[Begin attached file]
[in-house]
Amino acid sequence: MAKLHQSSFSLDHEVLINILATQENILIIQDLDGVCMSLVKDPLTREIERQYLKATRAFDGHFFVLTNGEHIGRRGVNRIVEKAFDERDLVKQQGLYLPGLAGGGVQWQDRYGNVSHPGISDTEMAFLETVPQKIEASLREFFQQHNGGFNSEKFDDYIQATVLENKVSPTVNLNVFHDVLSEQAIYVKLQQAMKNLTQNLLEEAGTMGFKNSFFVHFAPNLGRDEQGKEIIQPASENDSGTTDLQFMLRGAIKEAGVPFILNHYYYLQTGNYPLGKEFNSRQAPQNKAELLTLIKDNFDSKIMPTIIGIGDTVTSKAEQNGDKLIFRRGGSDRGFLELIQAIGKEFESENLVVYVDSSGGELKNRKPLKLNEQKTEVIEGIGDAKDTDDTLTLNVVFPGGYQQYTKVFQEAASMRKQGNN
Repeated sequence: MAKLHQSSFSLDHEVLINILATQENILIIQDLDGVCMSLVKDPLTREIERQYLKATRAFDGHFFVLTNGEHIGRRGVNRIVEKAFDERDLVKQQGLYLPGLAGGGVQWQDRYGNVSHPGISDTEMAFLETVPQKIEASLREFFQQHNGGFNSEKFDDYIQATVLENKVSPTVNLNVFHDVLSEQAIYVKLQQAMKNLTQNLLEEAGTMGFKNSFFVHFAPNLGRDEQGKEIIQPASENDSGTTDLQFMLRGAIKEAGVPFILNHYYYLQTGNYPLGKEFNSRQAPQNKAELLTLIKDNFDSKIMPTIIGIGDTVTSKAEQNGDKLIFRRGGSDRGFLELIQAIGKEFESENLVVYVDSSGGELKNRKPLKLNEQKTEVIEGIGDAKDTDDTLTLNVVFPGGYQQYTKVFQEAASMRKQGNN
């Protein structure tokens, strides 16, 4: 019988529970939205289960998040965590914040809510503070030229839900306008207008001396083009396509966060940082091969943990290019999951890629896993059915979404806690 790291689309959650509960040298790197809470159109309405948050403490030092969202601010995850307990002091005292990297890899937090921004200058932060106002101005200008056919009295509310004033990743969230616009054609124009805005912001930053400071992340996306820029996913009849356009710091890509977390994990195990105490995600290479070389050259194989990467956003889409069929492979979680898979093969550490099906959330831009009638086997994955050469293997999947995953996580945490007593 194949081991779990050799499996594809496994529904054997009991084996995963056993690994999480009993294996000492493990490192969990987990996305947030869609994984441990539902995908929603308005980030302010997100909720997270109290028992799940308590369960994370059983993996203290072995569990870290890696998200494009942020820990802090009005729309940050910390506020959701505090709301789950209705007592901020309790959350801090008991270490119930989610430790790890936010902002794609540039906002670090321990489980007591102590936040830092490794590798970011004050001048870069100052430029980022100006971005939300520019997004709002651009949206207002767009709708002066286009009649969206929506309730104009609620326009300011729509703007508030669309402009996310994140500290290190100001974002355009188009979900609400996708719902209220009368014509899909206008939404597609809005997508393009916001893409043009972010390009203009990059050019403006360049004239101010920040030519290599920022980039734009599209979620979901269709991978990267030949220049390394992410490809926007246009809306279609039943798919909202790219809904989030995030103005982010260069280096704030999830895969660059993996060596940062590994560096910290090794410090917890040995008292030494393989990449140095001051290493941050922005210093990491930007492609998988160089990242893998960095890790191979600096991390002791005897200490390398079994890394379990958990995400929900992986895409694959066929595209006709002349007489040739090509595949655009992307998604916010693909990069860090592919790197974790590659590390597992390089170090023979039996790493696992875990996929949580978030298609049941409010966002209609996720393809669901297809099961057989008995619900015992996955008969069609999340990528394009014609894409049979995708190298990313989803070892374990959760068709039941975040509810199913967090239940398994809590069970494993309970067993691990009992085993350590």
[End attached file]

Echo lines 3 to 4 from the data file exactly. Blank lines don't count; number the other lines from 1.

Repeated sequence: MAKLHQSSFSLDHEVLINILATQENILIIQDLDGVCMSLVKDPLTREIERQYLKATRAFDGHFFVLTNGEHIGRRGVNRIVEKAFDERDLVKQQGLYLPGLAGGGVQWQDRYGNVSHPGISDTEMAFLETVPQKIEASLREFFQQHNGGFNSEKFDDYIQATVLENKVSPTVNLNVFHDVLSEQAIYVKLQQAMKNLTQNLLEEAGTMGFKNSFFVHFAPNLGRDEQGKEIIQPASENDSGTTDLQFMLRGAIKEAGVPFILNHYYYLQTGNYPLGKEFNSRQAPQNKAELLTLIKDNFDSKIMPTIIGIGDTVTSKAEQNGDKLIFRRGGSDRGFLELIQAIGKEFESENLVVYVDSSGGELKNRKPLKLNEQKTEVIEGIGDAKDTDDTLTLNVVFPGGYQQYTKVFQEAASMRKQGNN
């Protein structure tokens, strides 16, 4: 019988529970939205289960998040965590914040809510503070030229839900306008207008001396083009396509966060940082091969943990290019999951890629896993059915979404806690 790291689309959650509960040298790197809470159109309405948050403490030092969202601010995850307990002091005292990297890899937090921004200058932060106002101005200008056919009295509310004033990743969230616009054609124009805005912001930053400071992340996306820029996913009849356009710091890509977390994990195990105490995600290479070389050259194989990467956003889409069929492979979680898979093969550490099906959330831009009638086997994955050469293997999947995953996580945490007593 194949081991779990050799499996594809496994529904054997009991084996995963056993690994999480009993294996000492493990490192969990987990996305947030869609994984441990539902995908929603308005980030302010997100909720997270109290028992799940308590369960994370059983993996203290072995569990870290890696998200494009942020820990802090009005729309940050910390506020959701505090709301789950209705007592901020309790959350801090008991270490119930989610430790790890936010902002794609540039906002670090321990489980007591102590936040830092490794590798970011004050001048870069100052430029980022100006971005939300520019997004709002651009949206207002767009709708002066286009009649969206929506309730104009609620326009300011729509703007508030669309402009996310994140500290290190100001974002355009188009979900609400996708719902209220009368014509899909206008939404597609809005997508393009916001893409043009972010390009203009990059050019403006360049004239101010920040030519290599920022980039734009599209979620979901269709991978990267030949220049390394992410490809926007246009809306279609039943798919909202790219809904989030995030103005982010260069280096704030999830895969660059993996060596940062590994560096910290090794410090917890040995008292030494393989990449140095001051290493941050922005210093990491930007492609998988160089990242893998960095890790191979600096991390002791005897200490390398079994890394379990958990995400929900992986895409694959066929595209006709002349007489040739090509595949655009992307998604916010693909990069860090592919790197974790590659590390597992390089170090023979039996790493696992875990996929949580978030298609049941409010966002209609996720393809669901297809099961057989008995619900015992996955008969069609999340990528394009014609894409049979995708190298990313989803070892374990959760068709039941975040509810199913967090239940398994809590069970494993309970067993691990009992085993350590």